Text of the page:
After a couple weeks of debate, the NCAA D1 Council voted yesterday to give spring sports athletes an extra season of eligibility.
The decision includes several provisions that are intended to address challenges and questions for individual programs, including dispersal of scholarship numbers and resources, carrying large practice and travel rosters, deferred opportunities for frosh and walk-ons, effects on students other than 2020 seniors, and other logistical and financial implication
Some provisions affect only athletes whose eligibility was to expire at the end of spring 2020, while others effectively extend the eligibility of all athletes who were affected by the cancellation of the season, not just those who were to graduate this year.
The NCAA also gave individual schools and conferences considerable latitude to "make decisions at a campus level," interpreting the rules "in the best interest of student-athletes and their communities;" this measure is fairly widely understood to have the potential result of very disparate interpretations across institutions.
Some of the provisions in the decision:
- Schools can "self-apply" a one-year extension to all athletes whose "five-year clock" was affected
- Financial aid rules will be adjusted to allow more members on scholarship
- Institutions are not required to provide aid at the same level that would have been awarded in spring 2020 to all students who decide to return (this applies only to athletes whose eligibility would have ended in spring 2020)
- The NCAA will also provide access to the Student Assistance Fund to pay for scholarships for students who decide to stay in school to compete for the additional year.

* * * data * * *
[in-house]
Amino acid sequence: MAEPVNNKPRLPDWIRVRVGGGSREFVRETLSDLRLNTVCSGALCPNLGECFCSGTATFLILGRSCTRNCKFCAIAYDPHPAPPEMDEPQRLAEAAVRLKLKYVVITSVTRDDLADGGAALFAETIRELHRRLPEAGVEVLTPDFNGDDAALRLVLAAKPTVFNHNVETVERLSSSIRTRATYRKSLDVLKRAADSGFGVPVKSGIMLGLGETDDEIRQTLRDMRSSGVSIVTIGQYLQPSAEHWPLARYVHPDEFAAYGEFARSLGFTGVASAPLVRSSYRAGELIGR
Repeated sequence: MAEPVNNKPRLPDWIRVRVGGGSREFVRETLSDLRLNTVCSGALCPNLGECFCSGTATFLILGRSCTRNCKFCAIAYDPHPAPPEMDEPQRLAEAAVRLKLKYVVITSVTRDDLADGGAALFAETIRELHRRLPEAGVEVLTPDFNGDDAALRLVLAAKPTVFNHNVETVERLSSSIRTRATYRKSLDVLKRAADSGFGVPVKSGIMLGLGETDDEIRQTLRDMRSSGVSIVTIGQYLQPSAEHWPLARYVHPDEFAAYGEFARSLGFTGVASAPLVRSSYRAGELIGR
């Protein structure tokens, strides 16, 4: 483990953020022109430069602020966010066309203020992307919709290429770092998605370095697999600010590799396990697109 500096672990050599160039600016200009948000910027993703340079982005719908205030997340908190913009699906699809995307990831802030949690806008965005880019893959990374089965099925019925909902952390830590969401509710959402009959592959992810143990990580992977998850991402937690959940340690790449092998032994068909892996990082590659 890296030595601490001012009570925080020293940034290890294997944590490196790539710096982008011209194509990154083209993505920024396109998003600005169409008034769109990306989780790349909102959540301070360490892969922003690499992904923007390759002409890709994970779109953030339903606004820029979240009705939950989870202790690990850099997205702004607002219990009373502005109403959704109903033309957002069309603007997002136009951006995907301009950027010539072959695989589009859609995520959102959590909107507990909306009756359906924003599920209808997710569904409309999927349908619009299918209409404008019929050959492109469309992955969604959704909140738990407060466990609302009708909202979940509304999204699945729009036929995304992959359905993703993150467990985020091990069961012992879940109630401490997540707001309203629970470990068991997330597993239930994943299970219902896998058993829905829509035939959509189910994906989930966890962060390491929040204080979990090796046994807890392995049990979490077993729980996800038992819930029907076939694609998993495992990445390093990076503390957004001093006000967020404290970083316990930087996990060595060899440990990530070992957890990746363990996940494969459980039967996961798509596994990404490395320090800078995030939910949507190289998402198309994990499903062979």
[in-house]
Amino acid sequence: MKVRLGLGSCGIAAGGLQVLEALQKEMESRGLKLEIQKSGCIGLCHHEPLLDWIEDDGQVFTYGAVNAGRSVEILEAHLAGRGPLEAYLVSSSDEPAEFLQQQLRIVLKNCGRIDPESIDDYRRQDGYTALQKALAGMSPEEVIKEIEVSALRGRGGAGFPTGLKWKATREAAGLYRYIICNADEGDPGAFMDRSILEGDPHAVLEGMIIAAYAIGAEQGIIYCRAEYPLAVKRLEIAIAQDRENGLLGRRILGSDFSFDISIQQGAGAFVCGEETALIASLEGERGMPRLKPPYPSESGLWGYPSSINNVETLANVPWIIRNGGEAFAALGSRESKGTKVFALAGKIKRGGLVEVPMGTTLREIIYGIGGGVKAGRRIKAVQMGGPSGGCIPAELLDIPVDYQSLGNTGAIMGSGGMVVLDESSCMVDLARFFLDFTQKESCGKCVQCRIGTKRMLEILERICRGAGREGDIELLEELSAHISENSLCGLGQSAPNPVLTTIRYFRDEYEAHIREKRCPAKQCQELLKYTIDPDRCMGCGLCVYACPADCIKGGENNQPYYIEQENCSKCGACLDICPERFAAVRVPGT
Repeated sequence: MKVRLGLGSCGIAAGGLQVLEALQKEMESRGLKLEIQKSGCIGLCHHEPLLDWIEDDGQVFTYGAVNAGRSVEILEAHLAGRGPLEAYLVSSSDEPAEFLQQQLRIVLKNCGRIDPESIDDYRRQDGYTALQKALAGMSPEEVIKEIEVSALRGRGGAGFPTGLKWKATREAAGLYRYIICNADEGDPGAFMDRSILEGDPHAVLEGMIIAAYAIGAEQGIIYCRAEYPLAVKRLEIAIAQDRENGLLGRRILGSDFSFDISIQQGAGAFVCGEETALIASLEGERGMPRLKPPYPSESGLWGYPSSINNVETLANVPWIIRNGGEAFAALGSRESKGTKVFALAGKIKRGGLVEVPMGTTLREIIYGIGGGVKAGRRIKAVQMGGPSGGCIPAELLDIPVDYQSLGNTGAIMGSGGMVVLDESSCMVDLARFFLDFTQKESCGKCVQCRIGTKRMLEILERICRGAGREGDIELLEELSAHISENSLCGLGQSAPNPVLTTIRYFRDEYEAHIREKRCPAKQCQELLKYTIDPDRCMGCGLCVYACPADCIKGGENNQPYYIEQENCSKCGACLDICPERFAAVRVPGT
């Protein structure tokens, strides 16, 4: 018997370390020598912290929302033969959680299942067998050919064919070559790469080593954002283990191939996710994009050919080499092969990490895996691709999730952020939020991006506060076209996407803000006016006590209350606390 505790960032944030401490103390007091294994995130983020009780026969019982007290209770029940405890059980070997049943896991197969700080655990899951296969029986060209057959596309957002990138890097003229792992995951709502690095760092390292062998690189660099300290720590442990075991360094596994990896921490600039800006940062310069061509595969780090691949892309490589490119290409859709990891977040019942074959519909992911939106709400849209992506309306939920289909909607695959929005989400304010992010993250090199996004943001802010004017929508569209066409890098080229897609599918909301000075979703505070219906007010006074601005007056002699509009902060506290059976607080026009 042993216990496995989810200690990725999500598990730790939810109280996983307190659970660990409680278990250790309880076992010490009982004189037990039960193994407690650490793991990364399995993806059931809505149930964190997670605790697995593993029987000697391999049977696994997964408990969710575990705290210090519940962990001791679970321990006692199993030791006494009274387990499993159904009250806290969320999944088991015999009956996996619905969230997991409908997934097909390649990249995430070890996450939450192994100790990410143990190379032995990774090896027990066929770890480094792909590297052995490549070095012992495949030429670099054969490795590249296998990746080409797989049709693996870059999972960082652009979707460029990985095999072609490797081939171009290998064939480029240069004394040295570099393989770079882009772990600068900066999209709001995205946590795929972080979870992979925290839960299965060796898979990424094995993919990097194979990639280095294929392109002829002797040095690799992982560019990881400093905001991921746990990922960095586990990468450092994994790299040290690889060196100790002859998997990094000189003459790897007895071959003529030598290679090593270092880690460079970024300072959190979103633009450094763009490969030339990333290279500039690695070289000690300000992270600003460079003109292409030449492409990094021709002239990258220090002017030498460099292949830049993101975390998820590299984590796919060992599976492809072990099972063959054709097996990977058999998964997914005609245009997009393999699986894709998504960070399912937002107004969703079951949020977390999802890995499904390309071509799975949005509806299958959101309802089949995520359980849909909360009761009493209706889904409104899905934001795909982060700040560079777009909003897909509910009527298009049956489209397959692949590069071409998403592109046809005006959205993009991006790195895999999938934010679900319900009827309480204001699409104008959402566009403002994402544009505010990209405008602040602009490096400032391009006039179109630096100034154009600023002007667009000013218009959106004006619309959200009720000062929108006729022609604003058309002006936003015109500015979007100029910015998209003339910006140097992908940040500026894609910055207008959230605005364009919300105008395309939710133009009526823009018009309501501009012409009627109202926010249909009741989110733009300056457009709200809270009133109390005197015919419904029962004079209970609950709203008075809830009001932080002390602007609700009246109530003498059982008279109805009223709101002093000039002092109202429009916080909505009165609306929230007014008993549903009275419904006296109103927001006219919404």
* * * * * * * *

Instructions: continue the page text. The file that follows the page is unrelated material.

The decision was not a fait accompli, largely for financial reasons; the NCAA had already cut payments to D1 schools from $600M to $225M, and a USA Today analysis pegged the cost of letting seniors return to school in the range of $500-900 million per school in the Power 5 conferences.
Read the full release below:
Division I Council extends eligibility for student-athletes impacted by COVID-19 Schools can authorize an additional season of competition and an extension of their period of eligibility
March 30, 2020
The Division I Council on Monday voted to allow schools to provide spring-sport student-athletes an additional season of competition and an extension of their period of eligibility.
Members also adjusted financial aid rules to allow teams to carry more members on scholarship to account for incoming recruits and student-athletes who had been in their last year of eligibility who decide to stay. In a nod to the financial uncertainty faced by higher education, the Council vote also provided schools with the flexibility to give students the opportunity to return for 2020-21 without requiring that athletics aid be provided at the same level awarded for 2019-20. This flexibility applies only to student-athletes who would have exhausted eligibility in 2019-20.
Schools also will have the ability to use the NCAA’s Student Assistance Fund to pay for scholarships for students who take advantage of the additional eligibility flexibility in 2020-21.
Division I rules limit student-athletes to four seasons of competition in a five-year period. The Council’s decision allows schools to self-apply waivers to restore one of those seasons of competition for student-athletes who had competed while eligible in the COVID-19-shortened 2020 spring season
The Council also will allow schools to self-apply a one-year extension of eligibility for spring-sport student-athletes, effectively extending each student’s five-year “clock” by a year. This decision was especially important for student-athletes who had reached the end of their five-year clock in 2020 and saw their seasons end abruptly.
“The Council’s decision gives individual schools the flexibility to make decisions at a campus level,” said Council chair M. Grace Calhoun, athletics director at Penn. “The Board of Governors encouraged conferences and schools to take action in the best interest of student-athletes and their communities, and now schools have the opportunity to do that.”
Winter sports were not included in the decision. Council members declined to extend eligibility for student-athletes in sports where all or much of their regular seasons were completed.
The Council also increased the roster limit in baseball for student-athletes impacted by the COVID-19 pandemic, the only spring sport with such a limit.